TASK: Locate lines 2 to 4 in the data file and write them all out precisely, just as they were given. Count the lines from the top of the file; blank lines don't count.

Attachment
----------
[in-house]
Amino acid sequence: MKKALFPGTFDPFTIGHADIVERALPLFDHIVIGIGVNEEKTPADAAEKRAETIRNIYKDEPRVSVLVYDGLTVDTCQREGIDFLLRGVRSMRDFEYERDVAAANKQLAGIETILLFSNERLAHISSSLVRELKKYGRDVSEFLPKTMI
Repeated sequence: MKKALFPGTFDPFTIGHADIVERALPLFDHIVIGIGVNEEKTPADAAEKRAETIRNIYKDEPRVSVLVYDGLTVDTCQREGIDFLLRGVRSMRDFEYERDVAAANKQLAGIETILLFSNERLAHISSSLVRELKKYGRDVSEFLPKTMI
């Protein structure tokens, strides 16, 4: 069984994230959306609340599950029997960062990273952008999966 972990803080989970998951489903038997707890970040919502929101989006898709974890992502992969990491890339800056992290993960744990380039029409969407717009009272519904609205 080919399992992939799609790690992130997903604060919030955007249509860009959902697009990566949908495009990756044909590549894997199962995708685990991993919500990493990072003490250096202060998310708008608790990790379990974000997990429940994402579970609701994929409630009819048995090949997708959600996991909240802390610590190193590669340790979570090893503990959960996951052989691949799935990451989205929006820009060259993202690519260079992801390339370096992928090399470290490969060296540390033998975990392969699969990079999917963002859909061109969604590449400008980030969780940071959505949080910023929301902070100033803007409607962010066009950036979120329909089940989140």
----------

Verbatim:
Amino acid sequence: MKKALFPGTFDPFTIGHADIVERALPLFDHIVIGIGVNEEKTPADAAEKRAETIRNIYKDEPRVSVLVYDGLTVDTCQREGIDFLLRGVRSMRDFEYERDVAAANKQLAGIETILLFSNERLAHISSSLVRELKKYGRDVSEFLPKTMI
Repeated sequence: MKKALFPGTFDPFTIGHADIVERALPLFDHIVIGIGVNEEKTPADAAEKRAETIRNIYKDEPRVSVLVYDGLTVDTCQREGIDFLLRGVRSMRDFEYERDVAAANKQLAGIETILLFSNERLAHISSSLVRELKKYGRDVSEFLPKTMI
């Protein structure tokens, strides 16, 4: 069984994230959306609340599950029997960062990273952008999966 972990803080989970998951489903038997707890970040919502929101989006898709974890992502992969990491890339800056992290993960744990380039029409969407717009009272519904609205 080919399992992939799609790690992130997903604060919030955007249509860009959902697009990566949908495009990756044909590549894997199962995708685990991993919500990493990072003490250096202060998310708008608790990790379990974000997990429940994402579970609701994929409630009819048995090949997708959600996991909240802390610590190193590669340790979570090893503990959960996951052989691949799935990451989205929006820009060259993202690519260079992801390339370096992928090399470290490969060296540390033998975990392969699969990079999917963002859909061109969604590449400008980030969780940071959505949080910023929301902070100033803007409607962010066009950036979120329909089940989140």